Monday, May 19, 2008

Mega Cartel created in Mexico; Los Zetas becomes a new Cartel

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Foreign News Report

The National Association of Former Border Patrol Officers (NAFBPO) extracts and condenses the material that follows from Mexican and Central and South American on-line media sources on a daily basis. You are free to disseminate this information, but we request that you credit NAFBPO as being the provider.

El Universal (Mexico City) 5/19/08

Megacartel created

(1) After a meeting that took place Sunday, Los Zetas became a new cartel in Mexico, independent of their previous leaders and with a newly formed alliance of former organizations, will establish a new map for controlling of Mexican territories. The new "megacartel" will reportedly be headed by Heriberto Lazcano and Miguel Treviño Morales. The alliance was formed between Arturo Beltrán Leyva (El Barbas) and his brothers, Alfredo and Alberto and the Gulf Cartel with its army of military-trained executioners, Los Zetas. The new organization will be re-dividing sections of Mexican territories as well as fighting a territorial war with La Federación, a group of narco-organizations headed by Joaquín (El Chapo) Guzmán and Ismaél (El Mayo) Zambada, once allied with the Beltrans. These turf battles between various factions of the Gulf, Sinaloa, Juárez and Tijuana cartels and their affiliates, as well as the federal operations against them, have brought about a lessening of rivalries and a possibility of conciliation. Indications are that Alfredo Beltrán has suggested a peace and possibly further alliances with the warring cartels. Such consolidation would represent a distinct problem of national security for both Mexico and the U.S., it was noted. (The attached photo-map relates)

(2) Two top police officials of the state of Durango were abducted yesterday and their whereabouts are unknown. Their official vehicle was discovered on the outskirts of Ignacio Allende with three bullet holes in it.

(3) Five victims of execution-style murders were found Sunday in two separate locations near Rosarito Beach, a favorite tourist area in Baja California south of Tijuana. Four of the victims appeared to be non-Mexican, but their nationalities have not yet been confirmed. The first of the murders was discovered Sunday afternoon when a body was found in an abandoned car. Later that evening, the bodies of four people, three "afro-americanos" and a "white woman" were found in an SUV underneath a bridge on the highway leading to Tijuana. All had been shot in the head. A short distance away, two other bodies were found. Both appeared "foreign." Their manner of death was not reported, but apparently not "execution-style." (This article was accompanied by a reader's comment, which was decidedly racist.)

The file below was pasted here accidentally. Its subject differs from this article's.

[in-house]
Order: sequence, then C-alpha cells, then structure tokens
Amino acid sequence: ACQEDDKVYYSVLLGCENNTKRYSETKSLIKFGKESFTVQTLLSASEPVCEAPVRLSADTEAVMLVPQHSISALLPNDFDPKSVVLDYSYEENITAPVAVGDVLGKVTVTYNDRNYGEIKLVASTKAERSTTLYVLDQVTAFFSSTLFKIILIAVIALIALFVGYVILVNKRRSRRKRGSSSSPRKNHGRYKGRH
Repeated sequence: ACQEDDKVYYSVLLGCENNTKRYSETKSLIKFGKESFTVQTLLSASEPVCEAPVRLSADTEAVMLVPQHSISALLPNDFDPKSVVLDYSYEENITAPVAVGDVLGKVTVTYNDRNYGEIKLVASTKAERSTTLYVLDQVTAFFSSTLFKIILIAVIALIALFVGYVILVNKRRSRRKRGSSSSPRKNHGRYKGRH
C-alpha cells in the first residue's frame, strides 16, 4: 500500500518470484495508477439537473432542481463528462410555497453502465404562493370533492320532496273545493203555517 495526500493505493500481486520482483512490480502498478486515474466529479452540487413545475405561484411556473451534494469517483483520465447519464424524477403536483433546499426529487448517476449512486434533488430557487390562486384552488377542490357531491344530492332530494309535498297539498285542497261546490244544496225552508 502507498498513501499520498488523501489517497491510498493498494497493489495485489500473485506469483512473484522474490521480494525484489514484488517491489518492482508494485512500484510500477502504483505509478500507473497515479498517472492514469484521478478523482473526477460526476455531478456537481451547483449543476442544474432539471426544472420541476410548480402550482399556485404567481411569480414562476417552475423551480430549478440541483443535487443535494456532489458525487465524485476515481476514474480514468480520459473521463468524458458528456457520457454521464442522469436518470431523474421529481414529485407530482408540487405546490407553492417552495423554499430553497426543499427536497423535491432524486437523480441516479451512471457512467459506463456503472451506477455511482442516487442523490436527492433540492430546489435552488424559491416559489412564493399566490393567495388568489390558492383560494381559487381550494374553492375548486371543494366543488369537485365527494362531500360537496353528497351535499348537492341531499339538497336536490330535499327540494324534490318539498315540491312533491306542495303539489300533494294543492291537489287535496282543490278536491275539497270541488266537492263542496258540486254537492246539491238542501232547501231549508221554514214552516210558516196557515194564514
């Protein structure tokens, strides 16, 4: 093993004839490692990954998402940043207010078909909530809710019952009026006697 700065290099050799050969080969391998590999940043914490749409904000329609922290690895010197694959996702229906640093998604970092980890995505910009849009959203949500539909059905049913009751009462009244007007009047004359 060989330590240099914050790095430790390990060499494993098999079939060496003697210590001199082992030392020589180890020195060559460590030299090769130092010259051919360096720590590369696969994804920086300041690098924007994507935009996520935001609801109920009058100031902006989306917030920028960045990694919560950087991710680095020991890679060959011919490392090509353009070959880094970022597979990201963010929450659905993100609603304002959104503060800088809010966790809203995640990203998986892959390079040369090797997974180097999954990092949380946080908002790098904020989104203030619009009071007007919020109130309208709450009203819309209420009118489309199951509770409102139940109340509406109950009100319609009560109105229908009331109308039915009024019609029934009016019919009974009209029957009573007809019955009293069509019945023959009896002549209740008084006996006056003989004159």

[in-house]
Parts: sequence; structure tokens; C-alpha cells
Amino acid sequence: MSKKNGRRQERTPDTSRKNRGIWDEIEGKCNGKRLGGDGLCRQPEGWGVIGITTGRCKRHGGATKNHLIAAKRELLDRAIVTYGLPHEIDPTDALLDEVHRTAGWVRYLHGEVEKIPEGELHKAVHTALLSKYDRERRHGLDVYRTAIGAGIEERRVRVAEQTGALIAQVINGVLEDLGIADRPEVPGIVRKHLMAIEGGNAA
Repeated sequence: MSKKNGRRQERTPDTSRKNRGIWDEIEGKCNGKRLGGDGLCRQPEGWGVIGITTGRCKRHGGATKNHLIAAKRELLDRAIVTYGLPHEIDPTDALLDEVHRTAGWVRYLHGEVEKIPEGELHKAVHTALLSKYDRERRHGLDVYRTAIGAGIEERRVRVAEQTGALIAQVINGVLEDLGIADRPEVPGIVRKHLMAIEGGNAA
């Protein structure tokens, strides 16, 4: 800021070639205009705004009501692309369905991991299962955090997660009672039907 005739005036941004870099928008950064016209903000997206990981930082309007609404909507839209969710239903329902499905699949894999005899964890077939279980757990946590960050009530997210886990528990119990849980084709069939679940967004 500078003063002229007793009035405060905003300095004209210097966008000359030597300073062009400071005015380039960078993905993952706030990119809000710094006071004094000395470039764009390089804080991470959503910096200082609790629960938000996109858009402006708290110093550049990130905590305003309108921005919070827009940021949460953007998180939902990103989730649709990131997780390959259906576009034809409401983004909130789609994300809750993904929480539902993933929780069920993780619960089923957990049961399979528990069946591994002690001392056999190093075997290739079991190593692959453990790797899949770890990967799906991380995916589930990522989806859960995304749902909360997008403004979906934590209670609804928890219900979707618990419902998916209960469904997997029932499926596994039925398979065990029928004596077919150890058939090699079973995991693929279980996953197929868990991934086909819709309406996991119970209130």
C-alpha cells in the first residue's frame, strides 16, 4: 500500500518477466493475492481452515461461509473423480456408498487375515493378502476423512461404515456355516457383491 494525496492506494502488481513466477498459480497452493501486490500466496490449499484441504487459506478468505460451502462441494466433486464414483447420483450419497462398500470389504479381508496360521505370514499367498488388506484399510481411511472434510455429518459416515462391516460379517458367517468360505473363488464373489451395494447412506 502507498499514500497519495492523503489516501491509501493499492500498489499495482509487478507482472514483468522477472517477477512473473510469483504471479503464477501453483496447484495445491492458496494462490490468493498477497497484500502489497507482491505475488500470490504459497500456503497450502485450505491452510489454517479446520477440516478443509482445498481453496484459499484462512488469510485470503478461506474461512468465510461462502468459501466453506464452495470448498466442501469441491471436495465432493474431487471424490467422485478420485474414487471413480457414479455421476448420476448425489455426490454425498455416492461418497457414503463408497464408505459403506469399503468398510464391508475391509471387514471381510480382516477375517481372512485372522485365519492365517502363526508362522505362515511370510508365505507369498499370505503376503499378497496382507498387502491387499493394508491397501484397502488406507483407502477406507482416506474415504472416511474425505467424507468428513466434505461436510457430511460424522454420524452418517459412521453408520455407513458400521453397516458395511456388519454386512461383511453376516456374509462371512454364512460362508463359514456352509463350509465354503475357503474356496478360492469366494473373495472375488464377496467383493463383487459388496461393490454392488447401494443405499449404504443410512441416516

(4) Night of terror: The usually quiet town of Villa Ahumada, Chihuahua endured a siege of terror from 11 p.m. Saturday to 3:30 a.m. Sunday when an army of 40 armed narco-killers took over the town of 30,000 inhabitants. Frantic calls to the police went unanswered, they later realized, because two of them had been murdered and the rest held captive inside the police station. The thugs had gained entry and taken them prisoners on the threat of murdering innocent people. During the spree, the narcos shot up the town, robbed citizens and took every advantage of their uncontested control. In the wake of the ordeal, 200 military were airlifted to the town where they shot one of the gang's leaders and captured 10 others. The local police had been receiving threats and the local force had dwindled from 15 at the beginning of the year to 3 officers. At the time of this incident, the force consisted of state police replacements.


El Porvenir (Monterrey, Nuevo León) 5/19/08

Red Sunday: 21 executions. This past Sunday, 21 assassinations, presumably by organized crime, were reported in six different states. In Chihuahua 13 occurred; Aguascalientes, 3; Guerrero, 2; Sinaloa, 1; Michoacán, 1; and in Tijuana, Baja California, 1.


Frontera (Tijuana, Baja California) 5/19/08

The Mérida Initiative has gained the attention of the Mexican press as they note the conditions imposed by the U.S. for assisting in the fight against narcotraffic, in effect: legal and judicial reform and a police and military force free of corruption and human rights violations. (The op/column, "Thank you, Gringos," our report of 5/17/08 relates.)


Milenio (Mexico City) 5/19/08

According to the chairman of a major committee of the Mexican House of Representatives, Diodoro Carrasco Altamirano (PAN), the Army is irreplaceable in combating organized crime as long as the Federal Police agency is no better organized and police agencies are not coordinated or have the capacity of response. He was speaking to the House in favor of strengthening public policies of the departments for recruiting, selection and incentives of their personnel. He called for better training, salaries, equipment and benefits.


-end of report-

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